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Autism Awareness

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Remember that person with Autism spectrum disorder are to be respected and recognised. We can do better at understanding and being there for them.

Today, April 2, is World Autism Day – a day to help increase the awareness about Autism, a complex, lifelong developmental disability that can impact a person’s social skills, communication and self-regulation. Landmarks and buildings are lit blue in recognition of people with autism and those who love and support them and to help understand and accept people with autism, foster support and inspire a more inclusive world.
 
Autism is defined by a certain set of behaviours and is a “spectrum condition” that affects people differently and to varying degrees. It can either be non-verbal or atypical speech pattern or repetitive and either extreme or no sensitivity to stimuli.

According to the National Autism Spectrum Disorder Surveillance System 1 in 66 Canadian children and youth (ages 5-17) are diagnosed with Autism Spectrum Disorder (ASD). According to the Canadian Medical Association Journal, approximately 1 – 2% of the Canadian population is on the autism spectrum. “Autism spectrum disorder (ASD) has a significant and life-long impact on people living with the condition and their families.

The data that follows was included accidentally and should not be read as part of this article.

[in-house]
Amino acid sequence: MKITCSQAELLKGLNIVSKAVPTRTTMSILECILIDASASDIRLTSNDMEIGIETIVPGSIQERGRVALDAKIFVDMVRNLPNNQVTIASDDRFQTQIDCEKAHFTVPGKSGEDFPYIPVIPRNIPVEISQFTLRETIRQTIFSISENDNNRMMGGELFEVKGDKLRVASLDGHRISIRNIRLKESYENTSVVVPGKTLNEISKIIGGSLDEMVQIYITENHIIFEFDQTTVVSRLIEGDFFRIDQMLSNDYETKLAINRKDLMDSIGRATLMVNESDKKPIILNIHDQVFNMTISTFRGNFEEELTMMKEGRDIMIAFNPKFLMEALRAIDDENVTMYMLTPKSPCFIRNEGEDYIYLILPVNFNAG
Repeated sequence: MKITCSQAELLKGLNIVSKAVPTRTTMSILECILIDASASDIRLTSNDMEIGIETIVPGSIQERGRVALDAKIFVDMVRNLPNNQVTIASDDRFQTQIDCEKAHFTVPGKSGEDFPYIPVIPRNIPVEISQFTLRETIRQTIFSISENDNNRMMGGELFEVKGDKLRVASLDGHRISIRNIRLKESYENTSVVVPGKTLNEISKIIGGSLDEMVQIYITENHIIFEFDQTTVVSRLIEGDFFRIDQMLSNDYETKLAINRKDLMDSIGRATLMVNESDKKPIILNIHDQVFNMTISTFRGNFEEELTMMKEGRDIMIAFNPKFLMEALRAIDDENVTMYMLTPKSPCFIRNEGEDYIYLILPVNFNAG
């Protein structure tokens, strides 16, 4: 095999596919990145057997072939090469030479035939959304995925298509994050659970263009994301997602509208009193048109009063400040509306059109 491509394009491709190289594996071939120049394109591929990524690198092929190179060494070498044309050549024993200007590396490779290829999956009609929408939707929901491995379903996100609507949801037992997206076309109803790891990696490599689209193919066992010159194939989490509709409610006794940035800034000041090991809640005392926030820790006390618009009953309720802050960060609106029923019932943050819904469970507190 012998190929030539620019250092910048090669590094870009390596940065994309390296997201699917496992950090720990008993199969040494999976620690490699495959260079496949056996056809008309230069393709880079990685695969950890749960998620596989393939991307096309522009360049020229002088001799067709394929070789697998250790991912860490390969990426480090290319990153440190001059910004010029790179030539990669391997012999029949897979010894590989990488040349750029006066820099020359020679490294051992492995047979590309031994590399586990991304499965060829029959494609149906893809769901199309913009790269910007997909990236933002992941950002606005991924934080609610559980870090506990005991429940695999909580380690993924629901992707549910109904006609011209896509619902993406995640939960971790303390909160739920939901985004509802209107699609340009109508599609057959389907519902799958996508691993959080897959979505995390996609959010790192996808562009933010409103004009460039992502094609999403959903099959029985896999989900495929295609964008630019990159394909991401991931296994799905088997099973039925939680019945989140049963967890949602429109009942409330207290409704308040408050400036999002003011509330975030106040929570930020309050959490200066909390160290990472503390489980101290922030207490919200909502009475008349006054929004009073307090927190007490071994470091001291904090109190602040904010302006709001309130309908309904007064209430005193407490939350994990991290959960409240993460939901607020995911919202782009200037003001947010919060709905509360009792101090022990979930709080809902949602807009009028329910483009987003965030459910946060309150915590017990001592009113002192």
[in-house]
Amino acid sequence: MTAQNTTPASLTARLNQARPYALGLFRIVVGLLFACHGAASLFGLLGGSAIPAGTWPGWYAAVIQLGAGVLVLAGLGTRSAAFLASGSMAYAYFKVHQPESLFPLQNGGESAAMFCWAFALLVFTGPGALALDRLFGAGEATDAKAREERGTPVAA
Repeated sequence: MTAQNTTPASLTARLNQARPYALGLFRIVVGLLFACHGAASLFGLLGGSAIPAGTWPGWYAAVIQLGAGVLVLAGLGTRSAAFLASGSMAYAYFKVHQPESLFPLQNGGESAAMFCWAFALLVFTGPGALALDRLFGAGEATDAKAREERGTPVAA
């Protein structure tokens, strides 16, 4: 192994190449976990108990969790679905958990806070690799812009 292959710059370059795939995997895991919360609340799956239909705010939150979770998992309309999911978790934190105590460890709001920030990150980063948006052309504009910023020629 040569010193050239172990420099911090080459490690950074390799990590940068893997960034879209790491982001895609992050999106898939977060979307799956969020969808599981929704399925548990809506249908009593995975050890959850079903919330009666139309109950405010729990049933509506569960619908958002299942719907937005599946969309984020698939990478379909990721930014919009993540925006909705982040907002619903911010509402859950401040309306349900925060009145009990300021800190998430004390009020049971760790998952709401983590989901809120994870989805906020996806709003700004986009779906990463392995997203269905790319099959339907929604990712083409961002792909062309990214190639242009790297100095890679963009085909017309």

Here are some tips on how you can use your awareness to help someone with autism.

  • Respect the person and treat them their age.
  • Do not make them feel like you are looking down on them or undermining their abilities.
  • Be clear in your communication.
  • Listen to them – give enough time to hear them out.
  • When you ask something, do not assume their response.
  • Do not negate their presence.
  • Watch closely and look for nonverbal cues through which they could be trying to communicate.
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